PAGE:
Wheezing and coughing on the job from work-related asthma is more common than you might think, according to a new U.S. health report.
Almost 16% of American adults, or 1.9 million people, with asthma either developed the condition on the job or have asthma symptoms made worse by conditions in their workplace, said Dr. Jacek Mazurek, lead author of a new report from the U.S. Centers for Disease Control and Prevention. That equates to one in 10 Americans who suffer from asthma according to researchers.
Many people who have asthma flare-ups at work experience poor quality of life, loss of income and unemployment.
Asthma attacks occur when the airways constrict in response to some sort of environmental irritant, according to the U.S. National Institutes of Health. Triggers can include allergens, dust, smoke, fragrances and chemicals.
There are two main types of work-related asthma, said Dr. Susan Tarlo, a respiratory physician and a professor of occupational and environmental health at the University of Toronto’s Dalla Lana School of Public Health. Asthma that has been caused by work conditions is called occupational asthma, while existing asthma that is triggered by conditions at work is called work-exacerbated asthma.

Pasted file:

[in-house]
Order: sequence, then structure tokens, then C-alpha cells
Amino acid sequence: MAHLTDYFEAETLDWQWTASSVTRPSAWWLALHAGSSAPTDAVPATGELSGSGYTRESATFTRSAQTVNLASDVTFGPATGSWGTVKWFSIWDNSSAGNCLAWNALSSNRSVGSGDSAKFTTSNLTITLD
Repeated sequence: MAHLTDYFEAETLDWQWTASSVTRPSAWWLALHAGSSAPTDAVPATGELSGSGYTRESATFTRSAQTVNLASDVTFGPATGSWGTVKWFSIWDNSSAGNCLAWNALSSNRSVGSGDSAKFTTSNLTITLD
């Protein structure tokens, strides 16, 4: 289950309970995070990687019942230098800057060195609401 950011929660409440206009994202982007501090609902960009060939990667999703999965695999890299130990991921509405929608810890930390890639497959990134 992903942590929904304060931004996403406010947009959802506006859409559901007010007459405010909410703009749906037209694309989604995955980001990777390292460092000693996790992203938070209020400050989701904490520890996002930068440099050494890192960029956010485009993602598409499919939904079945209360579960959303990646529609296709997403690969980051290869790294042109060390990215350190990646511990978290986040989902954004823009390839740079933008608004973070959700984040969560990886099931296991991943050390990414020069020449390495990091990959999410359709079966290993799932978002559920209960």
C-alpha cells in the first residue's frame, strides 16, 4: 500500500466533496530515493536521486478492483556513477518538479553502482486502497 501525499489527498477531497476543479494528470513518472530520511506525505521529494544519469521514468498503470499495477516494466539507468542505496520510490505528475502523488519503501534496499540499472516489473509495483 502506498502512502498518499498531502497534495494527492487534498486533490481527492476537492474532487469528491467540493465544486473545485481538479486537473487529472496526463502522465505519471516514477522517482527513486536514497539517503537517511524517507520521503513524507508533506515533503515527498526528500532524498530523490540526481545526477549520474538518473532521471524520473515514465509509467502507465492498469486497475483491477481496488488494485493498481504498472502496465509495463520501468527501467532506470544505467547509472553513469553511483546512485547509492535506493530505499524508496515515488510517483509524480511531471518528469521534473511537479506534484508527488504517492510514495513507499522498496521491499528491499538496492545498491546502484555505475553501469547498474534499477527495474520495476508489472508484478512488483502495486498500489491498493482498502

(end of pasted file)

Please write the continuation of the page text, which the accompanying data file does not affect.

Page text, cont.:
“Work-exacerbated asthma is much more common,” she said. “We’ve seen a decline in occupational asthma over time, but work-exacerbated asthma has continued to be common.”
A wide array of jobs potentially bring people into contact with these triggers, Mazurek said. These include positions in industrial plants, metal machine shops, welding shops, hospitals and laboratories, woodworking and furniture-making shops, and hair and nail salons.
Even department store employees are at risk for work-related asthma, thanks to the perfume counter, said Dr. Len Horovitz, a pulmonary specialist at Lenox Hill Hospital in New York City. “They’re spraying samples of perfume at you in department stores, and that’s definitely a chemical irritant,” Horovitz said.
House cleaners and maid services also carry a certain risk of work-related asthma, because of the dust in houses and the cleaning solutions they use, he added.
What’s the solution if you suffer from work-related asthma? In extreme cases, you might have to look for a new job. Horovitz thinks that’s impractical for most people. “Jobs aren’t that easy to find these days,” he said. “If the job is satisfactory for you, you should try to minimize your exposure to triggers in the workplace.”
You can try wearing a protective breathing mask when the job will expose you to triggers, and talk with your employers about improving ventilation in the work space, Horovitz said.
It also might help your work-related asthma if you reduce the triggers in your home. For example, you can pull up dust-laden carpeting and replace it with linoleum or tile, which is easier to keep allergen-free.
Credit: HealthDay by Dennis Thompson